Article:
M968.354.1.2x | John McCrae, about 1914
John McCrae, about 1914
William Notman and Son
About 1914, 20th century
24 x 15.9 cm
This artefact belongs to : © Guelph Museums
Keys to History
After completing some editorial work on a medical text in Atlantic City in July 1914, John McCrae sailed to England for a holiday. When Canada declared war on Germany on August 4, he immediately offered his services as a doctor and artillery officer.
Along with everyone else in the battlefields of France, McCrae experienced the nightmare of the trenches: constant gunfire, little sleep, endless mud, filthy water and incredible strain.
Working out of an eight-foot-square dugout, the doctor did whatever he could to stabilize the wounded so that they could be transported to hospitals behind the lines.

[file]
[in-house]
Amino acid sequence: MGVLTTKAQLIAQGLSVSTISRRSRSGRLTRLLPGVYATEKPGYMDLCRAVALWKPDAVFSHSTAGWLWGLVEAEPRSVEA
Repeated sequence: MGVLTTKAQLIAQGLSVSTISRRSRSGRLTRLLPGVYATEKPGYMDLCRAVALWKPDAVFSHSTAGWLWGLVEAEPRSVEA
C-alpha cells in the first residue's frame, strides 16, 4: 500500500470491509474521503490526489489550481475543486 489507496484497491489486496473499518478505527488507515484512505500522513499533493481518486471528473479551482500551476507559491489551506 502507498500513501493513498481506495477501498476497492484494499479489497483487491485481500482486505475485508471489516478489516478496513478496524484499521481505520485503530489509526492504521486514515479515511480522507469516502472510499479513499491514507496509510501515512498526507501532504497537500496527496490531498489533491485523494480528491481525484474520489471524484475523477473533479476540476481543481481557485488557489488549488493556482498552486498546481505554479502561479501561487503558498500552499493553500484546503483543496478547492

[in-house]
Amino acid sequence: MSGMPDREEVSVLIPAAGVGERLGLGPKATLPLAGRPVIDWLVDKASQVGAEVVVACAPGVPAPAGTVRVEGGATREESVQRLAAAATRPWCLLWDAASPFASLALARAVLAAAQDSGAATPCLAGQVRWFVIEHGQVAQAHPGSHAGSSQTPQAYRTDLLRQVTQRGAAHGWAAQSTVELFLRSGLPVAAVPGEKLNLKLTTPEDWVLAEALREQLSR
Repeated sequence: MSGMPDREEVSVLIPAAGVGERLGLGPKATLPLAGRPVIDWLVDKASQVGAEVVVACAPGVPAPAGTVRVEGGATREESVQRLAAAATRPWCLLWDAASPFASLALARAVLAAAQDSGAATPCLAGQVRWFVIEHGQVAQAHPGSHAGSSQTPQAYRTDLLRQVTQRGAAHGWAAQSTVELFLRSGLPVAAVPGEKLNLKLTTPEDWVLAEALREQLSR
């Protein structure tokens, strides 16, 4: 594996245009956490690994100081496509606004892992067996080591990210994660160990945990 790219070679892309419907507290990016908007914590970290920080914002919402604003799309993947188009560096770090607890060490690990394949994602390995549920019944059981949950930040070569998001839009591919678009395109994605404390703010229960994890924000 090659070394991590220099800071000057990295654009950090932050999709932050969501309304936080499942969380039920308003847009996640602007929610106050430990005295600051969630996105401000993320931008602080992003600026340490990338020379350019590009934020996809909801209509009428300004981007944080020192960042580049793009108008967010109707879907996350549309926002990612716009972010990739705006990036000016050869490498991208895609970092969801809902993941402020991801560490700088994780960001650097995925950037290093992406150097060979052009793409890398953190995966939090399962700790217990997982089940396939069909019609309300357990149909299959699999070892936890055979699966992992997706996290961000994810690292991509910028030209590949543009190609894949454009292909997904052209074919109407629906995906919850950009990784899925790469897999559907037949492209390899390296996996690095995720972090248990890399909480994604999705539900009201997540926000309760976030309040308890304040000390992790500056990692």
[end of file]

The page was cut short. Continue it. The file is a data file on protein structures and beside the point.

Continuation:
McCrae's uniform includes what is commonly referred to as a Sam Browne belt. The name refers to Sir Samuel Browne (1824-1901), a British Army General who designed this shoulder-and-waist belt combination to facilitate single-handed sabre drawing and to divert some of the belt load from the hips. Browne designed the belt years before losing his left arm in August 31, 1858, while fighting as a Captain in the Indian Mutiny (1857-1858).
This photograph was taken at the Notman & Son studio on Union Avenue in Montreal.
McCrae sailed home from England in early September of 1914 to make preparations to cross the Atlantic yet again. It is likely that this photograph was taken during his brief return to Montreal.
McCrae did not visit his mother in Guelph prior to leaving for the front. He had felt that it would be easier for both of them. A photograph of this nature must have become important for his mother in his absence.